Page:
The franchising of Davis did nothing to disprove that theory, instead giving the Washington Redskins a chance to assess Davis' worth to the team in 2012, as well as ensuring that he stays out of trouble.
Any new contract offer would be based on both factors, and any deviation from the prescribed path would likely spell the end of his career as a Redskin.
It seems that trouble has a habit of following Davis around, however, and his recent farcical legal battle has hampered his credibility even further.
Bleacher Report's NFC East Lead Blogger Brad Gagnon went into the unintentionally hilarious details here, and I highly recommend reading every link and aside.
Although the charges being leveled at Davis refer to an incident that took place before his suspension and subsequent franchising, the possibility remains that Davis is just one more in a long line of NFL players who take their talent and strangle it with stupidity.
If this is the case, would the Redskins be better off cutting their losses?
The argument for this would be down to one of the dates stated in Fred Davis' declaration. As embarrassing as it is for him to have to be told that Dec. 3, 2012 hasn't happened yet—especially as he is representing himself—the mistake was made worse when it was corrected to 2011.
Of course, this was the night before the Redskins hosted the New York Jets, and by admitting that he went to a club the night before a home game, Davis immediately renders suspect his commitment to the team.
As Dan Steinberg noted for the Washington Post, it's unlikely that Mike Shanahan took kindly to this knowledge, and Davis' already-thin ice begins to crack around his feet when Steinberg's article continues to say that the party in question was scheduled to run from 9 p.m. to 3 a.m.
Now, it's not known if Davis consumed alcohol at this party—or anything else, for that matter, given his reputation— or what time he left. In fact,the only thing we seem to know for certain is that he had six receptions for 99 yards in the Jets game, leading the team in that respect.
While this may lead some people to suggest that Davis be pushed into a club the night before every game, it seems that the best outcome for Davis in this ridiculous case would be to hire a lawyer.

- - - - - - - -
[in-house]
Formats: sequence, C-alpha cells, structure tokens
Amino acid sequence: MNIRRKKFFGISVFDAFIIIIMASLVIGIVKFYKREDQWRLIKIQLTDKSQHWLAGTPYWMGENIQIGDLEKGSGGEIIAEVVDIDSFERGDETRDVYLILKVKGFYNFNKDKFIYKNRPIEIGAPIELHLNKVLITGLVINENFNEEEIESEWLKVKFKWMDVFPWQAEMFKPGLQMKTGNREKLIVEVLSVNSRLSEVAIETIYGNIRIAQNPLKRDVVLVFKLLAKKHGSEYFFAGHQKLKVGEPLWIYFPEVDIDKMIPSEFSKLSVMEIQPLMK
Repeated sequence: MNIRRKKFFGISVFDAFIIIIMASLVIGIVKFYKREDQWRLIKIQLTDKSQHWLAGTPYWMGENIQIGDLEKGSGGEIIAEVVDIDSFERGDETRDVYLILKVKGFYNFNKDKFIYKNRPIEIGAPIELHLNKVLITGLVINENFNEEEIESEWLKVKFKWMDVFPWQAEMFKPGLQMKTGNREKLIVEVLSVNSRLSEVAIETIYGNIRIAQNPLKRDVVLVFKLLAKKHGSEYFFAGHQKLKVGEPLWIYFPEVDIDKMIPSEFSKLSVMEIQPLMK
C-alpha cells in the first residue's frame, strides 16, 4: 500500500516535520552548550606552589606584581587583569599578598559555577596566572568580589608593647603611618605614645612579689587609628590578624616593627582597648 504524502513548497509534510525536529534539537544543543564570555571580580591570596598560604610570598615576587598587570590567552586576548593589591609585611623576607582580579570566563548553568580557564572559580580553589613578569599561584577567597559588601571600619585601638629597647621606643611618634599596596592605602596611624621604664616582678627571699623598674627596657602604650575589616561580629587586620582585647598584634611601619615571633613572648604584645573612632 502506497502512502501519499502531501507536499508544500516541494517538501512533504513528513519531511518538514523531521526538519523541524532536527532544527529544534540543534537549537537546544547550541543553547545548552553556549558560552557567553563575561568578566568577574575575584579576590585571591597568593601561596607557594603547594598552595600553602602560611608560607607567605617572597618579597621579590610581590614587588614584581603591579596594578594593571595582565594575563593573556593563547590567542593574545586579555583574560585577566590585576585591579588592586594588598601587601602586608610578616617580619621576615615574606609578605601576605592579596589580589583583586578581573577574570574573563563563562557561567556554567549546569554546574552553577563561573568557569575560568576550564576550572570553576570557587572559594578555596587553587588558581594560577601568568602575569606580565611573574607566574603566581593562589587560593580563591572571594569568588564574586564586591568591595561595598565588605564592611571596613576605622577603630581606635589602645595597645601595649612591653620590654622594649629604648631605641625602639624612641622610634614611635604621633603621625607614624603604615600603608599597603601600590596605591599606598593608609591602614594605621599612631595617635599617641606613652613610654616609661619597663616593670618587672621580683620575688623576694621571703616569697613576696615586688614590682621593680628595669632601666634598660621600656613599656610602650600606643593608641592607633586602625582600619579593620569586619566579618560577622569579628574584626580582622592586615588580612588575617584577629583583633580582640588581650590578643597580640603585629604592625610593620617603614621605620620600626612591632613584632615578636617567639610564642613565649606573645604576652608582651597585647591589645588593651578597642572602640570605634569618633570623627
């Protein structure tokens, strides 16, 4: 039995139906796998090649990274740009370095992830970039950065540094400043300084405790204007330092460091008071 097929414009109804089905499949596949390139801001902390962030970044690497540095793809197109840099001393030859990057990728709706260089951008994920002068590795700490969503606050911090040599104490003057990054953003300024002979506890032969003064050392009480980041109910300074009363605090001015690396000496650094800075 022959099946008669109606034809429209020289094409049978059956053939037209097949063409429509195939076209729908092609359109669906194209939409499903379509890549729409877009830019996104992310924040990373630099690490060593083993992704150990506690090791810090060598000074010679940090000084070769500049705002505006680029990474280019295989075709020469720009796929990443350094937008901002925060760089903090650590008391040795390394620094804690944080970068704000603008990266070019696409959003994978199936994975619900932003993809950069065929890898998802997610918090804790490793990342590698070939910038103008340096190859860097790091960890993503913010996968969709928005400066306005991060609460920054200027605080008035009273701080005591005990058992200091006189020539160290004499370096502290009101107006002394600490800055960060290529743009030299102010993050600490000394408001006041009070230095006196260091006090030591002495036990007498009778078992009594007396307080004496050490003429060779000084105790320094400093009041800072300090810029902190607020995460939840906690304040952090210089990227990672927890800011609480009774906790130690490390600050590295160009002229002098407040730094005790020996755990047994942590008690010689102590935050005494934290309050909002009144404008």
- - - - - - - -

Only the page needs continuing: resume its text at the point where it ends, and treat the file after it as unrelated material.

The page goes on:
Since the year was wrong on Davis' original declaration, there is a valid argument to be made that the actual day was wrong, too, and maybe Davis wasn't at the party at all. Maybe he was thinking of another party, on a completely different night?
Sometimes doubt is all that it takes, and there certainly seems to be a lot of it here.
I'm sure that Mike Shanahan has spoken with Davis about the incident, but it is unlikely that the Redskins will come out with any official line on the matter.
As embarrassing as this is for the Redskins, the trial date is set for March 11, 2013, so to cut him from the team before then would be a huge mistake.
Despite being something of a controversy magnet, Davis has a huge amount of talent—should the Redskins decide that he's too much of a liability at this point, there would be no shortage of offers from other teams.
Prior to the suspension, Davis was on course for a 1,000-yard season, so there is every reason to expect that to happen this year, especially with the upgrade at quarterback.
Placing the franchise tag on Davis was the correct move then, and remains so now. He maintained that the suspension gave him the wake-up call he needed, and that it would no longer be an issue.
Of course, there was no mention of getting into fights with alleged "pimpettes", and his legal case has been going on for the last 18 months, but to punish him for something that he hasn't yet been found guilty of could cause the Redskins even more embarrassment further down the line.
Any further altercations, arrests or suspensions will affect Davis' ability to gain a contract with any team in the NFL, not just the Redskins, and this will have been made clear to him.
The current situation doesn't fall under that category—although it's a huge setback for a team that's desperately clawing its way back to relevance—and it's likely that the front office was made aware of it long before the media.
Since the suspension, the Redskins have shown a combination of trust and caution when dealing with Fred Davis. There seems no need to change that right now.
Can we start talking about football now, please?